Thursday, September 11, 2008

Ruins Remind Us of Place

When we went to Ireland recently, I noticed that old castles and other ancient structures are not removed like they are in the United States. In the middle of a thriving town, you'll discover a thousand-year-old ruin covered in flowers or an old turret erupting out of an emerald field.

Here in the U.S. we typically don't see the same reminders of history that we see throughout Europe. Obsessed with the new, we bulldoze down anything that seems outdated or rundown. My friend Jo tells me a story about how in the 70s when she lived on the original Ashburn Farm, a magnificent estate now home to 6000 residences, the construction crew came one day and bulldozed the old mansion. Over night, everything -- the doorknobs, the hand-carved mantles, the fixtures -- all went into a big dusty pile to be hauled away. It remains one of her saddest memories.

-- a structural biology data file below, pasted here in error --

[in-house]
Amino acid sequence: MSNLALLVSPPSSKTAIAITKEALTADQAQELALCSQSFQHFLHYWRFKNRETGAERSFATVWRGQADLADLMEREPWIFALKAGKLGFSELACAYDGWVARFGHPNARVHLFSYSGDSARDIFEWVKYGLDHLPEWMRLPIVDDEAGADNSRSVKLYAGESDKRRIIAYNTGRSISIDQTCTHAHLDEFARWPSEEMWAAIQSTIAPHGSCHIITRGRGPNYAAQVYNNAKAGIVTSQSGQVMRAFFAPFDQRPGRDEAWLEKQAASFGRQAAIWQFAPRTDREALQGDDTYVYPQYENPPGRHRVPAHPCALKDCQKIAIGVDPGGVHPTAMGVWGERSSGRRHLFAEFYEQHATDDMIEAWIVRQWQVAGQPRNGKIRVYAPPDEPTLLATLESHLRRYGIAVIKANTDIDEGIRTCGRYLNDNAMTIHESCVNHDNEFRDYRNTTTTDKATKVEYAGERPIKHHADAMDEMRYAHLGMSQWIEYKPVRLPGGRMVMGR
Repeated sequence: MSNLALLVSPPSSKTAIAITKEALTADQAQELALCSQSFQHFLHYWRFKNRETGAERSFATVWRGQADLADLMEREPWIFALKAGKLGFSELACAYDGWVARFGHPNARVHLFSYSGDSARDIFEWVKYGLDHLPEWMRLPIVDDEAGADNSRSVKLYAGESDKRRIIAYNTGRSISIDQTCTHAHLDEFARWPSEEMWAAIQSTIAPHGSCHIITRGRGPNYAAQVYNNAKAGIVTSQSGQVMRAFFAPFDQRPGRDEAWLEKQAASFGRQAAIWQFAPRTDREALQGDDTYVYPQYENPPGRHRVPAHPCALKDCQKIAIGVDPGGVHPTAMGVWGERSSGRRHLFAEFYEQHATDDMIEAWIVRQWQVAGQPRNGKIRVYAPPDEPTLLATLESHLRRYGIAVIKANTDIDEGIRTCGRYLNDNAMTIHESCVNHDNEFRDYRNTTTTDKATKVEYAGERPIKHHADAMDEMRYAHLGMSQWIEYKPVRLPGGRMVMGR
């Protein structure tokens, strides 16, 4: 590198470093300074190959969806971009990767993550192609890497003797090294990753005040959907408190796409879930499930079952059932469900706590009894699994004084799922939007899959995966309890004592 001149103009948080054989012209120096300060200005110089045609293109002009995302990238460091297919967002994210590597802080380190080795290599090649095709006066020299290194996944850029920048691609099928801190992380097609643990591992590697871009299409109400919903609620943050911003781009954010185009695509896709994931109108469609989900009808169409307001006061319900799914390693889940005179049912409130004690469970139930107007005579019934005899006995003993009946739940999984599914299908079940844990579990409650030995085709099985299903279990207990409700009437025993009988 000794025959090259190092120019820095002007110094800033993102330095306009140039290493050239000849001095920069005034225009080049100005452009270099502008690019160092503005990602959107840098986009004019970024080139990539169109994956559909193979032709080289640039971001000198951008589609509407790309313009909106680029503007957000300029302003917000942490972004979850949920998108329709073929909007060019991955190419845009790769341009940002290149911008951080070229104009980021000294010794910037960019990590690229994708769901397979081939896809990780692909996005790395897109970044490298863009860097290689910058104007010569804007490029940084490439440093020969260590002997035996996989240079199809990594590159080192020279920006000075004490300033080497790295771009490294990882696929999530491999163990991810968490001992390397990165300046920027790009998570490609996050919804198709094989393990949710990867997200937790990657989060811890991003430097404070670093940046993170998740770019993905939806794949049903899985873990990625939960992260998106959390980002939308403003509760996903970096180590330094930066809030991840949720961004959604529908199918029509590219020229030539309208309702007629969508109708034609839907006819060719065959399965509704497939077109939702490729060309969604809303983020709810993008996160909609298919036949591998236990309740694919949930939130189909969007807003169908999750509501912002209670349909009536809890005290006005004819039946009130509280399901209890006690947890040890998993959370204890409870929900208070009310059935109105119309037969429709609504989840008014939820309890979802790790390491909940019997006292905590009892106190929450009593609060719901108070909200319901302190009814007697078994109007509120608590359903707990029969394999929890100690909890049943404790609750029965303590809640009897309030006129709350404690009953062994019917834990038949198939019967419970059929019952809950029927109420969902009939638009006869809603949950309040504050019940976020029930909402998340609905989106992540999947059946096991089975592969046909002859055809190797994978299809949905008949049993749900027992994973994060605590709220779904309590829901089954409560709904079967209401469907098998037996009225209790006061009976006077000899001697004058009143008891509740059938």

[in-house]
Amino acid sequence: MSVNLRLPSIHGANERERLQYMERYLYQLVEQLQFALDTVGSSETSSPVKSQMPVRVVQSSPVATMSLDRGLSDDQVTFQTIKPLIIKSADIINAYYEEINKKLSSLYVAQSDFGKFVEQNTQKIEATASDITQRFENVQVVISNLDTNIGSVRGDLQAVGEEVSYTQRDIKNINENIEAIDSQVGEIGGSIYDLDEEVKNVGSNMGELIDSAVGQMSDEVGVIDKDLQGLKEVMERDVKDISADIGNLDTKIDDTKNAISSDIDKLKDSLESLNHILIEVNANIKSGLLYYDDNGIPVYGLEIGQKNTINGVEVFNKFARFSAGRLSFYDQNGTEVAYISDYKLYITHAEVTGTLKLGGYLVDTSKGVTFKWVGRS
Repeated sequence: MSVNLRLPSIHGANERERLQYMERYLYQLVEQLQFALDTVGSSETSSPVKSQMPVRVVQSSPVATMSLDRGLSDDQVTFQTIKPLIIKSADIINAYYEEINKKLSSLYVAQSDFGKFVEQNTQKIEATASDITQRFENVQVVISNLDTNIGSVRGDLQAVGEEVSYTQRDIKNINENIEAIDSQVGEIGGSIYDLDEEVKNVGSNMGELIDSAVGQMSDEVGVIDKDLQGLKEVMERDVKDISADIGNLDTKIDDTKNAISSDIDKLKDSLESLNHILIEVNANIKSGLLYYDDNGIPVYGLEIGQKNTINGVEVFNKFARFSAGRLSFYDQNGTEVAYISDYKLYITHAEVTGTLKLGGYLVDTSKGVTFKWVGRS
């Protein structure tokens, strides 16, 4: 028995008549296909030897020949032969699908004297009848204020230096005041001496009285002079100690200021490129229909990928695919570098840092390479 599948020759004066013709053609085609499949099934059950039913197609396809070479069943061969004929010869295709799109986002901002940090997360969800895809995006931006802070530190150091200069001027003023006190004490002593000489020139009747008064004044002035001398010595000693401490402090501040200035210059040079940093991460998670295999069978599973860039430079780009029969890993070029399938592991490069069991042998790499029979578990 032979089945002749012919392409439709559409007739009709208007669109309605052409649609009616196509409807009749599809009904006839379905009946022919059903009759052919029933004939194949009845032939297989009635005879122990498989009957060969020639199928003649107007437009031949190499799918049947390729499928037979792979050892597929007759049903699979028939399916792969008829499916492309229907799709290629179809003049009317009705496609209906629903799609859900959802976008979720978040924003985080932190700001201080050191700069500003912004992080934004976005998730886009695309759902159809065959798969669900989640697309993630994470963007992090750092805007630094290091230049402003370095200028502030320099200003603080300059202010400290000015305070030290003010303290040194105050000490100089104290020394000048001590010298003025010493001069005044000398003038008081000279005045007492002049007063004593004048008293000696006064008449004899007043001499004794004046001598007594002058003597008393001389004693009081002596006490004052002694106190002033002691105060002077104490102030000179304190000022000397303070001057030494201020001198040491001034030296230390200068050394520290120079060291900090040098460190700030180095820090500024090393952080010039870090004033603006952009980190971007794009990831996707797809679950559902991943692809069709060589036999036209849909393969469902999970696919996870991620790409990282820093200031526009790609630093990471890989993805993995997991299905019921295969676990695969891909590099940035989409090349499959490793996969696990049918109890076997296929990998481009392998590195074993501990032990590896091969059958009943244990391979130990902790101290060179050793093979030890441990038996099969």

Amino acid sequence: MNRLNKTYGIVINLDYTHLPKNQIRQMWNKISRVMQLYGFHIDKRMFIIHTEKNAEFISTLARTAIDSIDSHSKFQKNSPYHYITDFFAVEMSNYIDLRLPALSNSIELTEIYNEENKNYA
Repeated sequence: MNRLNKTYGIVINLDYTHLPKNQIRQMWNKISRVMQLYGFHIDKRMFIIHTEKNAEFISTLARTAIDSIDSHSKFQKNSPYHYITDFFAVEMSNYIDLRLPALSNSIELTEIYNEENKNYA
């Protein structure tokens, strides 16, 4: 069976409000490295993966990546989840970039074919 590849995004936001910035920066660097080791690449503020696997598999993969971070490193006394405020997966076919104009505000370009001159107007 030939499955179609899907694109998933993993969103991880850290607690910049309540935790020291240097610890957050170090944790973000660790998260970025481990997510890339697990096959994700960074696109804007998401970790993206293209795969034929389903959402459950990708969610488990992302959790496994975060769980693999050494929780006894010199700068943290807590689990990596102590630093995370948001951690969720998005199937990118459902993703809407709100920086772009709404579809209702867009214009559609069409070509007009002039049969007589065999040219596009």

To me, one of the most powerful things we can do to maintain a sense of Place is to keep our old buildings as a reminder of where we come from and who we are. Rather than tearing down our old Barns, for instance, perhaps we can re-use or renovate them for other uses (restaurants, homes, meeting places). You'll see excellent examples of reusing old Mills, old Barns, old Victorians throughout Western Loudoun in ways that are beautiful and full of charm.

I think this is why Western Loudoun -- like Old Town Winchester, Old Town Alexandria and Del Ray -- is such a desirable place to live. By blending the old with the new, we maintain a sense of the past that many, including me, find to be the foundation of what makes a Place truly unique.

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